Friday, October 3, 2008

A little more on Fannie and Freddie

Rather than update the Fannie and Freddie post again, here's a new one.

A nice collection of quotations from some of the legislators involved in the mess, from the WSJ, including:

House Financial Services Committee hearing, Sept. 25, 2003:

Rep. Frank: I do think I do not want the same kind of focus on safety and soundness that we have in OCC [Office of the Comptroller of the Currency] and OTS [Office of Thrift Supervision]. I want to roll the dice a little bit more in this situation towards subsidized housing. . . .
Pesky "safety and soundness!" It would take a no-fun conservative to want to focus on those things. Rolling the dice is way more fun. And:
Senate Banking Committee, Feb. 24-25, 2004:


Sen. Christopher Dodd (D., Conn.): I, just briefly will say, Mr. Chairman, obviously, like most of us here, this is one of the great success stories of all time.…
From the WaPo, Where Was Sen. Dodd?
Sen. Christopher Dodd, the Democratic chairman of the Senate Banking Committee, has the gall to ask in a Bloomberg Television interview: "I have a lot of questions about where was the administration over the last eight years."
Barney Frank is also mentioned in the article, and he replied in a letter to the editor. The article was reprinted in the Hartford Courant, and drew some comments. I mentioned Sen. Dodd a while back, in this post.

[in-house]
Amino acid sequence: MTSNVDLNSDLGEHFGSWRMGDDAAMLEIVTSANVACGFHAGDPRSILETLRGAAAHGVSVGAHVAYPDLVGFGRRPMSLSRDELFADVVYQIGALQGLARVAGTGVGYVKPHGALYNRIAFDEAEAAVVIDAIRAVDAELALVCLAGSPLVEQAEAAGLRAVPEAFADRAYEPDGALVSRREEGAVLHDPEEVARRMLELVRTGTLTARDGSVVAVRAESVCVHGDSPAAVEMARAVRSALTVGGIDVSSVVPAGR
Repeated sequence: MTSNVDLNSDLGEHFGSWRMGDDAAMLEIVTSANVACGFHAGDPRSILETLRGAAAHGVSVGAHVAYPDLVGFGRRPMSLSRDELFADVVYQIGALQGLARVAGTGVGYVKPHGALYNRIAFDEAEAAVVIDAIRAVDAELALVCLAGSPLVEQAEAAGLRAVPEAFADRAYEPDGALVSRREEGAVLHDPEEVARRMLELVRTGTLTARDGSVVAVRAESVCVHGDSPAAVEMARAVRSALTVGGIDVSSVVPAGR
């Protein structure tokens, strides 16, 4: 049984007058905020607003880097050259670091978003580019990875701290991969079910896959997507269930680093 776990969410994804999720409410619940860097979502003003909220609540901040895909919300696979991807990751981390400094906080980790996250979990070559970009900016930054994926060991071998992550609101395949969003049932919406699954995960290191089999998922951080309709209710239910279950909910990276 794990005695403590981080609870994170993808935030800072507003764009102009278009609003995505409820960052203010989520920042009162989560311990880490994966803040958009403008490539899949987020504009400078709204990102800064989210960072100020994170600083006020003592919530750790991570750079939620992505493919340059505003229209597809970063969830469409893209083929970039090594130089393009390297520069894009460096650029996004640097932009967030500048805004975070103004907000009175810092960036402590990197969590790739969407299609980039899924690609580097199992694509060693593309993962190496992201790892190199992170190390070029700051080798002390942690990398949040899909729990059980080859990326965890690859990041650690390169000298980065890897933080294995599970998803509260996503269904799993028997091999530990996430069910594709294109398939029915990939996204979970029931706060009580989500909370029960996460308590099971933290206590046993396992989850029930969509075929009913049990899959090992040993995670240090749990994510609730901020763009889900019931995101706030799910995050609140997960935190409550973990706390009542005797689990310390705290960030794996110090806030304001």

Here's video of Bill O'Reilly going ballistic on Barney Frank. If you look closely, you can see that Rep. Frank actually does appear to have teeth, lowers at least. In the course of the confrontation, Rep. Frank mentions a bill passed in 2007. This WaPo piece about it, House Tightens Reins on Fannie, Freddie, tells us that the Administration wanted more regulation of Fannie and Freddie than the Democrats were willing to allow:
[I]n House action last Thursday, the bill was reshaped in a way that lessens the power of the new federal regulator of Fannie Mae and Freddie Mac over their mortgage holdings compared with an earlier version that moved through the House. An amendment adopted by voice vote puts some restrictions on that authority.

The Bush administration has insisted that the new regulator have the discretion and authority to reduce the companies' mortgage portfolios.…

Fannie Mae quickly signaled its satisfaction with the amendment limiting the new regulator's authority over the companies' mortgage holdings.
In other words, Republicans opposed this bill because it was not tough enough, but was simply an effort by Democrats to appear to be doing something, while not actually doing anything.

What, an update already? The Instapundit has a new video: What Just Happened?

One more: the Bovina Bloviator remembers, well, not personally, the crash of 1907, and how J.P. Morgan straightened it all out, in a smoke-filled room. No taxpayers' money required.

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